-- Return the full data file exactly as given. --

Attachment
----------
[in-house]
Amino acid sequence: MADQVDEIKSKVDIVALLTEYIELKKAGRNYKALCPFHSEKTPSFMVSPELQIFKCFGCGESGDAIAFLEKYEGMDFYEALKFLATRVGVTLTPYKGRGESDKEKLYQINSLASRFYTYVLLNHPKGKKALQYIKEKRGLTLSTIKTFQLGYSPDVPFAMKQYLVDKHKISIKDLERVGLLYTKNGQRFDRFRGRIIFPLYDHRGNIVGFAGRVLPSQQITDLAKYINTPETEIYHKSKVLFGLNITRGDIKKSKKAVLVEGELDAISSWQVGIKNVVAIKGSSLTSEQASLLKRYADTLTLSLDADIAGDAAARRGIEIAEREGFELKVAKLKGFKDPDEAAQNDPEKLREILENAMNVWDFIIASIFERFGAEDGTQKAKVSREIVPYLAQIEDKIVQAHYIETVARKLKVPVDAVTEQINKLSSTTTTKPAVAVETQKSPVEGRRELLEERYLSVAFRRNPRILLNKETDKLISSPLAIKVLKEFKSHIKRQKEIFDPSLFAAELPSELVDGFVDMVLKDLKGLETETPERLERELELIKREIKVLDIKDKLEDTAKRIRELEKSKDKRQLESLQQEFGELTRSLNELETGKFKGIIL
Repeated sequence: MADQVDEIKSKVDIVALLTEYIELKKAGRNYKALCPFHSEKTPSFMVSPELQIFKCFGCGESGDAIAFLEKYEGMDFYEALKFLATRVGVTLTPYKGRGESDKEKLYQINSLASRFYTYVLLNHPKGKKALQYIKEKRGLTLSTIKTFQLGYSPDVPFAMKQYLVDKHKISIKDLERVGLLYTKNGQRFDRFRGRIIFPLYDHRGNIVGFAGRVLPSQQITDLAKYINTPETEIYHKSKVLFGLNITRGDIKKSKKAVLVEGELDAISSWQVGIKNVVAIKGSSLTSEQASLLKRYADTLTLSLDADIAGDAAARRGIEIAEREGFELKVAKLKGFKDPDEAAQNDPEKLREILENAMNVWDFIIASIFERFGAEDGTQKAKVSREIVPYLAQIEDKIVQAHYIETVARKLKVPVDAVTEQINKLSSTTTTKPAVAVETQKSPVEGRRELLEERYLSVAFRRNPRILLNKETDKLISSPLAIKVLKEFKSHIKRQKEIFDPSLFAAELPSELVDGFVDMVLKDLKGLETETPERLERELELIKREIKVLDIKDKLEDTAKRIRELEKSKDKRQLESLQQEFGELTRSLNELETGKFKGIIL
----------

[in-house]
Amino acid sequence: MADQVDEIKSKVDIVALLTEYIELKKAGRNYKALCPFHSEKTPSFMVSPELQIFKCFGCGESGDAIAFLEKYEGMDFYEALKFLATRVGVTLTPYKGRGESDKEKLYQINSLASRFYTYVLLNHPKGKKALQYIKEKRGLTLSTIKTFQLGYSPDVPFAMKQYLVDKHKISIKDLERVGLLYTKNGQRFDRFRGRIIFPLYDHRGNIVGFAGRVLPSQQITDLAKYINTPETEIYHKSKVLFGLNITRGDIKKSKKAVLVEGELDAISSWQVGIKNVVAIKGSSLTSEQASLLKRYADTLTLSLDADIAGDAAARRGIEIAEREGFELKVAKLKGFKDPDEAAQNDPEKLREILENAMNVWDFIIASIFERFGAEDGTQKAKVSREIVPYLAQIEDKIVQAHYIETVARKLKVPVDAVTEQINKLSSTTTTKPAVAVETQKSPVEGRRELLEERYLSVAFRRNPRILLNKETDKLISSPLAIKVLKEFKSHIKRQKEIFDPSLFAAELPSELVDGFVDMVLKDLKGLETETPERLERELELIKREIKVLDIKDKLEDTAKRIRELEKSKDKRQLESLQQEFGELTRSLNELETGKFKGIIL
Repeated sequence: MADQVDEIKSKVDIVALLTEYIELKKAGRNYKALCPFHSEKTPSFMVSPELQIFKCFGCGESGDAIAFLEKYEGMDFYEALKFLATRVGVTLTPYKGRGESDKEKLYQINSLASRFYTYVLLNHPKGKKALQYIKEKRGLTLSTIKTFQLGYSPDVPFAMKQYLVDKHKISIKDLERVGLLYTKNGQRFDRFRGRIIFPLYDHRGNIVGFAGRVLPSQQITDLAKYINTPETEIYHKSKVLFGLNITRGDIKKSKKAVLVEGELDAISSWQVGIKNVVAIKGSSLTSEQASLLKRYADTLTLSLDADIAGDAAARRGIEIAEREGFELKVAKLKGFKDPDEAAQNDPEKLREILENAMNVWDFIIASIFERFGAEDGTQKAKVSREIVPYLAQIEDKIVQAHYIETVARKLKVPVDAVTEQINKLSSTTTTKPAVAVETQKSPVEGRRELLEERYLSVAFRRNPRILLNKETDKLISSPLAIKVLKEFKSHIKRQKEIFDPSLFAAELPSELVDGFVDMVLKDLKGLETETPERLERELELIKREIKVLDIKDKLEDTAKRIRELEKSKDKRQLESLQQEFGELTRSLNELETGKFKGIIL